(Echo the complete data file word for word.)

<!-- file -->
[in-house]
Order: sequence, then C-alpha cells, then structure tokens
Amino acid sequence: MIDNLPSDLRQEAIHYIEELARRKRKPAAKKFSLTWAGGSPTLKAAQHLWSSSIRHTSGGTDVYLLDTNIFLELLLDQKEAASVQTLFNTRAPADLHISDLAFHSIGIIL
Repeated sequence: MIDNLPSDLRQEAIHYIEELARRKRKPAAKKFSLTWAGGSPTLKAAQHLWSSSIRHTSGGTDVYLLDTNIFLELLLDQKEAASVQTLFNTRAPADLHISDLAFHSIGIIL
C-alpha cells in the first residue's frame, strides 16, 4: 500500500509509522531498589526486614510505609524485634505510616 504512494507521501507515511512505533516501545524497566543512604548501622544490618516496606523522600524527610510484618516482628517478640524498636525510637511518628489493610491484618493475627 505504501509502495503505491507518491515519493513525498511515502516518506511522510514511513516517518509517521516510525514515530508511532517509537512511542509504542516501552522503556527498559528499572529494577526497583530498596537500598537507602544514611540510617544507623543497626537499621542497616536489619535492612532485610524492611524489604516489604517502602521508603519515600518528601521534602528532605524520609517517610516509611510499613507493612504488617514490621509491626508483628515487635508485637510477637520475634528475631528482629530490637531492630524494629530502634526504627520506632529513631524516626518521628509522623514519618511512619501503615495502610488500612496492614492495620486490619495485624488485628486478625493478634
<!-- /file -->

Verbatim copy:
[in-house]
Order: sequence, then C-alpha cells, then structure tokens
Amino acid sequence: MIDNLPSDLRQEAIHYIEELARRKRKPAAKKFSLTWAGGSPTLKAAQHLWSSSIRHTSGGTDVYLLDTNIFLELLLDQKEAASVQTLFNTRAPADLHISDLAFHSIGIIL
Repeated sequence: MIDNLPSDLRQEAIHYIEELARRKRKPAAKKFSLTWAGGSPTLKAAQHLWSSSIRHTSGGTDVYLLDTNIFLELLLDQKEAASVQTLFNTRAPADLHISDLAFHSIGIIL
C-alpha cells in the first residue's frame, strides 16, 4: 500500500509509522531498589526486614510505609524485634505510616 504512494507521501507515511512505533516501545524497566543512604548501622544490618516496606523522600524527610510484618516482628517478640524498636525510637511518628489493610491484618493475627 505504501509502495503505491507518491515519493513525498511515502516518506511522510514511513516517518509517521516510525514515530508511532517509537512511542509504542516501552522503556527498559528499572529494577526497583530498596537500598537507602544514611540510617544507623543497626537499621542497616536489619535492612532485610524492611524489604516489604517502602521508603519515600518528601521534602528532605524520609517517610516509611510499613507493612504488617514490621509491626508483628515487635508485637510477637520475634528475631528482629530490637531492630524494629530502634526504627520506632529513631524516626518521628509522623514519618511512619501503615495502610488500612496492614492495620486490619495485624488485628486478625493478634